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Anish Kapoor: Turning the World Upside Down in Kensington Gardens
Artist Anish Kapoor is seen reflected in his installation 'C-Curve' 2007, part of his new exhibition entitled 'Turning the World Upside Down', in Kensington Gardens, central London, Monday Sept. 27, 2010. Kapoor was born in Mumbai, India, but works from England, and the latest exhibition of his work comprises of four reflective stainless steel sculptures in Kensington Gardens, running until mid-March 2011. AP Photo/Dominic Lipinski.
LONDON.- A major exhibition of large scale outdoor sculptures in Kensington Gardens by acclaimed London-based artist Anish Kapoor, presented jointly by The Royal Parks and the Serpentine Gallery, opens today.

The free exhibition showcases a series of major recent works never before shown together in London. Constructed from highly reflective stainless steel, the giant curved mirror surfaces will create illusory distortions of the surroundings and will be visible across large distances, creating new vistas in this famous and much-loved setting.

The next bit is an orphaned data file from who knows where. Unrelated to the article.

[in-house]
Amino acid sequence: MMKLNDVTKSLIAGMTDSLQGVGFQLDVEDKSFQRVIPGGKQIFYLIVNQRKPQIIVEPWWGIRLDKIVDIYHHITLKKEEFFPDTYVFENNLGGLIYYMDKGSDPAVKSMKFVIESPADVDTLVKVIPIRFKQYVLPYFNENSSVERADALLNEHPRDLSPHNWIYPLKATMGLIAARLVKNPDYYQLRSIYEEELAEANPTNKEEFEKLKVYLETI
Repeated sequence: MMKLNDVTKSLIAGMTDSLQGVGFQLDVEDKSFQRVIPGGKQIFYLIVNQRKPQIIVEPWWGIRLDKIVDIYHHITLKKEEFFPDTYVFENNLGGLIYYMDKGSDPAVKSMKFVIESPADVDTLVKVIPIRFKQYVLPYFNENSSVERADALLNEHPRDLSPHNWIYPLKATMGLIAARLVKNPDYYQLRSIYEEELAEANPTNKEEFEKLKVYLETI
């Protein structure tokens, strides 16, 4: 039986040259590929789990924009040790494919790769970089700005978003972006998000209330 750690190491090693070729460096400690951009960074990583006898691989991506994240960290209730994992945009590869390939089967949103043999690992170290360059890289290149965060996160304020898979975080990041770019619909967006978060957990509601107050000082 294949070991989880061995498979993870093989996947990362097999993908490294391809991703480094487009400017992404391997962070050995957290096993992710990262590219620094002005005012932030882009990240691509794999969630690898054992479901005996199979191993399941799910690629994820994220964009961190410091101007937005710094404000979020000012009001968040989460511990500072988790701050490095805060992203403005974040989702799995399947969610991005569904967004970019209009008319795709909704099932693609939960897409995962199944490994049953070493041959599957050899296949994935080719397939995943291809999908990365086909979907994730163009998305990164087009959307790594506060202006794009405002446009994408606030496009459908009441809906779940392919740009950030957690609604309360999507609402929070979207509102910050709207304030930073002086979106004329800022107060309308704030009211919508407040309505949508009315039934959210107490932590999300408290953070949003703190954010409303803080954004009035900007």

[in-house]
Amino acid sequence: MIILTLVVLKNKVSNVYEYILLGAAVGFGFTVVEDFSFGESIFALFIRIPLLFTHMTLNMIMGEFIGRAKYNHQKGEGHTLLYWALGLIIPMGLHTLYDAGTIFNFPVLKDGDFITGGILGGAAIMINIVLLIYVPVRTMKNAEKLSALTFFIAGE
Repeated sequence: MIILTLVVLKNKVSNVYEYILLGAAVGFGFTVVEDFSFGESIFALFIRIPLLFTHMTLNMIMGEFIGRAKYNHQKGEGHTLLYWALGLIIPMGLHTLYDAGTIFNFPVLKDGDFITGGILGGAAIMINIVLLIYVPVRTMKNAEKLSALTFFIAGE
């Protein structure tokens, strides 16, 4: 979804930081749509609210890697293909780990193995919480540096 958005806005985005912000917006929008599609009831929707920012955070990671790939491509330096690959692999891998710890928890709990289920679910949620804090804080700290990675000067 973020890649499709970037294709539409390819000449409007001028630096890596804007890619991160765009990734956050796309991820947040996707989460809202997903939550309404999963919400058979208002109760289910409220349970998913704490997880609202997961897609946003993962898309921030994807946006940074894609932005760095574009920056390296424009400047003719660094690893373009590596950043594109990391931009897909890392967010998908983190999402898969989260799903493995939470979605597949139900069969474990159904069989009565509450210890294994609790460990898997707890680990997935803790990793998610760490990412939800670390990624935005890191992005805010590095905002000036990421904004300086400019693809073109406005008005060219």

The sculptures are sited to contrast and reflect the changing colours, foliage and weather in Kensington Gardens. Despite their monumental scale, the works appear as pure reflection of their surroundings: the sky, trees, water, wildlife and changing seasons. The distortions in the works’ mirror-like surfaces call into question the viewers’ relationship to both the work itself and the surrounding environment.

This is the first major showing of sculptures in Kensington Gardens since the celebrated Henry Moore exhibition in 1978.

Anish Kapoor was born in Bombay in 1954 and has lived in London since the early 1970s when he studied at Hornsey College of Art and Chelsea School of Art and Design. Over the past twenty years he has exhibited extensively in London and worldwide. His solo shows have included Royal Academy of Arts, London, 2009; Institute of Contemporary Art, Boston, 2008; Haus der Kunst, Munich, 2007; Kunsthaus Bregenz, 2003; Hayward Gallery, London, 1998 and Tate Gallery, London, 1990.





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